Scarce Map of Maine & Contiguous Regions Showing the Boundary Dispute Ultimately Settled By The Webster-Ashburton Treaty of August 9, 1842.
A scarce map depicting the Maine-Canada boundary dispute.
This fascinating map depicts the Canada-U.S. borderland from Lake Champlain to the Bay of Fundy, and shows the region of the Maine-Canada boundary dispute.
The boundary dispute between the American state of Maine and the British colonial provinces of New Brunswick and Lower Canada (Quebec) was one of the longest running and most acrimonious disagreements between the two nations. The origin of the dispute was found in the wording of the Treaty of Paris (1783), which concluded the American Revolutionary War and established the boundaries between the newly independent United States and what remained of British North America. The negotiators of the Treaty relied on outdated cartography, notably John Mitchell's A Map of the British and French Dominions in North America (1755), and so had a flawed understanding of the geography of the projected boundary, especially where it was to run through the interior.
The Treaty ordained that the northern section of the boundary between Maine and British territory was to run from where Quebec's boundary ended at the 45th parellel "along the height of land" to the St. John River. While the Maine-New Brunswick boundary had been resolved from Passamaquoddy Bay up northwards to near where the Aroostook River enters the St. John River, in 1797, the boundary beyond that further to the north remained in dispute. The British claimed that the "height of land" ran along the crest of the Appalachians, so claiming a large chunk of what Maine considered to be its territory. The Americans countered that the boundary should run along the height of land dividing the watersheds of the St. Lawrence River and the Gulf of Maine, so passing the border dangerously near the St. Lawrence River, Canada's lifeline. The American claim, if implemented, would also make it difficult for the British to build an all-season road between Quebec City and the St. John Valley, as at least half of the Upper St. John region had to be secured to provide a viable route.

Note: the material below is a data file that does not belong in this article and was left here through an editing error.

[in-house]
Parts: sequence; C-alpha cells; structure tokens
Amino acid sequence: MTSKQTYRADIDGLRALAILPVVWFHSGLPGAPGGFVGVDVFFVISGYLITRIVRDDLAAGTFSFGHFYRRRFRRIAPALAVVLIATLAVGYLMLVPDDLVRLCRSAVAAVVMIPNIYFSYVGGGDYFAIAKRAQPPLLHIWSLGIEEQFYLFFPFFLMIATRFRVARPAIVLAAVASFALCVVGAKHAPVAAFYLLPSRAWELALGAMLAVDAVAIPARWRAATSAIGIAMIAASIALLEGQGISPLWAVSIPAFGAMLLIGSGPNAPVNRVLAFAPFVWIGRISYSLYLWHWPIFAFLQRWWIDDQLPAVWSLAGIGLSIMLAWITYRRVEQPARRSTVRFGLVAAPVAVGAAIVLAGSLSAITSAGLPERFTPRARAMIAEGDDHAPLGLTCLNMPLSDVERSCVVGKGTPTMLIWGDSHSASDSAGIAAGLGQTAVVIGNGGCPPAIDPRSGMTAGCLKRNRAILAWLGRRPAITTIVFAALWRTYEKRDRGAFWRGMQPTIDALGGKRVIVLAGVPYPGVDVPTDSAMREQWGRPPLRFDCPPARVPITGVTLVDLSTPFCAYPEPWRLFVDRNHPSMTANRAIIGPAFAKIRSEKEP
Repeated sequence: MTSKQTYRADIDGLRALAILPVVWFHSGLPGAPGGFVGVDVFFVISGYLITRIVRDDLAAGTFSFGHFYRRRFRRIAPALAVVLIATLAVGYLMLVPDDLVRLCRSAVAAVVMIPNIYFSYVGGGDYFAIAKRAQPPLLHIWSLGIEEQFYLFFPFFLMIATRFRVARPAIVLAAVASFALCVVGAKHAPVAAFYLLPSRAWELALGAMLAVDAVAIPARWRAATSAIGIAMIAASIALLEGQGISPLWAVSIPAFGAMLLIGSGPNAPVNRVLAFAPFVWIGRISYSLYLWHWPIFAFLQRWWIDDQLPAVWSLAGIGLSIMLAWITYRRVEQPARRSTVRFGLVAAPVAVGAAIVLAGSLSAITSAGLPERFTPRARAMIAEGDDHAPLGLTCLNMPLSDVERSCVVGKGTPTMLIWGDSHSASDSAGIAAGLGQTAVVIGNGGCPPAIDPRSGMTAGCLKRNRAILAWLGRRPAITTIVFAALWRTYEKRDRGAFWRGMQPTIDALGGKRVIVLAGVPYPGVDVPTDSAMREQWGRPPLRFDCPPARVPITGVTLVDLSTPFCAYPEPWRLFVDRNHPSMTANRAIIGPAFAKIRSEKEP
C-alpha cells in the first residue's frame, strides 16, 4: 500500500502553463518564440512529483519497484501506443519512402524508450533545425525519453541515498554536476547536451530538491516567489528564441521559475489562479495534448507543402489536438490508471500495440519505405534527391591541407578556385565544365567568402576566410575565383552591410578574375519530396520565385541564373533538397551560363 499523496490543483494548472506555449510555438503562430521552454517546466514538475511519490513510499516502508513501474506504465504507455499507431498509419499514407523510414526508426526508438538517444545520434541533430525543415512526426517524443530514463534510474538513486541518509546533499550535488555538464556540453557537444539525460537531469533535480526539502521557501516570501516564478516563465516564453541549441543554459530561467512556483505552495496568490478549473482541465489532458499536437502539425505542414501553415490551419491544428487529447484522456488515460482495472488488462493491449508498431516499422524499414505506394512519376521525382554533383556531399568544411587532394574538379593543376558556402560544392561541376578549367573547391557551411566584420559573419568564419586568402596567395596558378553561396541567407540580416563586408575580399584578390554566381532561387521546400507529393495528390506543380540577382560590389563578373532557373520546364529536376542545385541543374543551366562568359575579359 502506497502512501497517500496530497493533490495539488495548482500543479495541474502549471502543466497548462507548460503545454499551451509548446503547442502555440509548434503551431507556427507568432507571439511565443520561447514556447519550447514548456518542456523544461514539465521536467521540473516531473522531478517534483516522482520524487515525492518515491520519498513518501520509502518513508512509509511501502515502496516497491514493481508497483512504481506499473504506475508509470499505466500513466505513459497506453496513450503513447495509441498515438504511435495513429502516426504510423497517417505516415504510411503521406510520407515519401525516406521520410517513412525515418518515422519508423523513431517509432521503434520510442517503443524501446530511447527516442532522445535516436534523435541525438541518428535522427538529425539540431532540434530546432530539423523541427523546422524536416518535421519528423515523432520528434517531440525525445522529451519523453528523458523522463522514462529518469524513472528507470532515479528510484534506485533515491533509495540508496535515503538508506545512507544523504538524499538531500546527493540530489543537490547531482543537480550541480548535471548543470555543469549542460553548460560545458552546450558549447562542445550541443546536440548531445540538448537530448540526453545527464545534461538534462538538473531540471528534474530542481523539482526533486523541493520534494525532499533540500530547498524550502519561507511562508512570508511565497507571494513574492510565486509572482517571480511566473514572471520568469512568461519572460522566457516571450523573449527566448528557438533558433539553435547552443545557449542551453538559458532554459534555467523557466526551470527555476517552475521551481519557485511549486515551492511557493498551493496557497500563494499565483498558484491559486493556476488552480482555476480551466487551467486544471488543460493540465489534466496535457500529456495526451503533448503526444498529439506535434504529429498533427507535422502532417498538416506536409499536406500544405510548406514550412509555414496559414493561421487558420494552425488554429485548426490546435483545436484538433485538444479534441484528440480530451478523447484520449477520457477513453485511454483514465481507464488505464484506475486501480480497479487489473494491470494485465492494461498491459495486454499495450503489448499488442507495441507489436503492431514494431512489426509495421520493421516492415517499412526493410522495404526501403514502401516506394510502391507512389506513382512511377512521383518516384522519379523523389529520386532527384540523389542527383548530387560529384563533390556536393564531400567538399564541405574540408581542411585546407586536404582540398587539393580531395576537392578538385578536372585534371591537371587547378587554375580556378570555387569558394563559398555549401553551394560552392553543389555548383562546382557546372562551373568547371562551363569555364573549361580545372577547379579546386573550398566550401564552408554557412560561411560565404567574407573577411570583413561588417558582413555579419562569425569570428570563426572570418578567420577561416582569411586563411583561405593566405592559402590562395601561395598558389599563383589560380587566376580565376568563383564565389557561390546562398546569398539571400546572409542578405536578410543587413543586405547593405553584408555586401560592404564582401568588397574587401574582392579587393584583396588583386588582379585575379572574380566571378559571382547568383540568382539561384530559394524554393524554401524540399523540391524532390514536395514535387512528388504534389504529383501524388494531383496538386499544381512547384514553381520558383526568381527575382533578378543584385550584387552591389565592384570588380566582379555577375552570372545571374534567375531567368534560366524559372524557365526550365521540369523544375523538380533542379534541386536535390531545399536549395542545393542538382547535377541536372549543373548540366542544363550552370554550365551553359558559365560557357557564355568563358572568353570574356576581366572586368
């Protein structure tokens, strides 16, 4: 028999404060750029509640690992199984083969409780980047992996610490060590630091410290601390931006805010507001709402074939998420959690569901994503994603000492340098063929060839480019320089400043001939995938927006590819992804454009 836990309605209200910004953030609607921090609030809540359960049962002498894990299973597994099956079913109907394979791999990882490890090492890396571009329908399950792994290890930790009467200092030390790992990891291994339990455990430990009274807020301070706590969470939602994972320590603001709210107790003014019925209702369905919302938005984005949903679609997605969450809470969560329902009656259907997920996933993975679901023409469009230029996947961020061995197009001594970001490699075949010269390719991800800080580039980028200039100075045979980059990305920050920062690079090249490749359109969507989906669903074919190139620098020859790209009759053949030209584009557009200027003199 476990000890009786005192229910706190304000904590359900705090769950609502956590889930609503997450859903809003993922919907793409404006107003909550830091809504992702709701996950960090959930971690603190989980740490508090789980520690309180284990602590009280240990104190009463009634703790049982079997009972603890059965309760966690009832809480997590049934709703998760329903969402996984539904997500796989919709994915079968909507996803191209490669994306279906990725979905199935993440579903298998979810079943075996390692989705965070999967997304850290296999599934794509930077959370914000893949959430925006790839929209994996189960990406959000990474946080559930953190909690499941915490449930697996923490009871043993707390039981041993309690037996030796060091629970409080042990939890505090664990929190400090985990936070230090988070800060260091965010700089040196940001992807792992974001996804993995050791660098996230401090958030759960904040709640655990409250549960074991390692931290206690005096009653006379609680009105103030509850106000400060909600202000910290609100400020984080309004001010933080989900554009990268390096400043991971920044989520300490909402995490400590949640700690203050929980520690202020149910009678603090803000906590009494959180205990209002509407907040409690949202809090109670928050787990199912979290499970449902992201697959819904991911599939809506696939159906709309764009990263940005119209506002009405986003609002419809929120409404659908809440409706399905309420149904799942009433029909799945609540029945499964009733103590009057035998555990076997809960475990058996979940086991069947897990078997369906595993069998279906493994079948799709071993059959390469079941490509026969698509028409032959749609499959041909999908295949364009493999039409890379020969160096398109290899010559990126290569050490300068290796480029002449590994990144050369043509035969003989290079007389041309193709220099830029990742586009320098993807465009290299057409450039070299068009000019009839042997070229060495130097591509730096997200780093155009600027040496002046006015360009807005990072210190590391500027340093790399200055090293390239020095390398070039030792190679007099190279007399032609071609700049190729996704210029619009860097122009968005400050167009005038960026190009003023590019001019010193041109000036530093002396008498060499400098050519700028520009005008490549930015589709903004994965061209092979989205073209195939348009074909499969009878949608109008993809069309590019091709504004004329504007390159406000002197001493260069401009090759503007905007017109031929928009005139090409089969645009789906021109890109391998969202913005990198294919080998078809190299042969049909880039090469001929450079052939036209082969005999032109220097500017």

Unable to resolve the issue themselves, in 1831, the Americans and the British submitted their dueling claims to King Willem I of the Netherlands for non-binding arbitration. Willem duly proposed a compromise, which the British rejected outright, as it heavily favored the Americans. The situation remained tense, with officials and lumberjacks from each side almost coming into armed conflict in 1838 and 1839, in what was exaggeratedly known as the 'Aroostook War'.
The governments in both Washington and London were alarmed by the Aroostook incidents and mutually wanted to resolve the boundary dispute, once and for all, so as to avoid a diplomatic catastrophe sparked by hot-headed local residents. In 1842, U.S. Secretary of State Daniel Webster met with the British Minister to the U.S., Alexander Baring, 1st Baron Ashburton, to resolve the matter. Ashburton was under pressure to ensure that the British were granted enough of the Upper St. John so as to build the Quebec-New Brunswick road, while Webster had an embarrasing problem to resolve. The U.S. Army had recently constructed a massive brick fortress on the Richelieu River, Fort Montgomery, supposedly just south of the U.S.-Quebec line (the 45th parallel). However, recent surveys had shown that the 45th parallel and the international boundary actually ran to the south of the fort. Webster was determined to rescue what became known as "Fort Blunder", by having the U.S.-Quebec boundary moved north a touch, and in return he was prepared to concede more territory in Maine to the British, enough for them to comfortably build their road. Fortunately, in this Treaty both sides received what they really needed and both sides saved face.
In the immediate wake of the Treaty, 3 different London publishers came out with versions of the map depicting the boundary resolution, each with the same title. The most common of these was by John Wyld, issued with a pamphlet, George Featherstonhaugh's Observations upon the Treaty of Washington (1843), while another version was published by Her Majesty's Printing Office with the British government's official printing of the text of the treaty.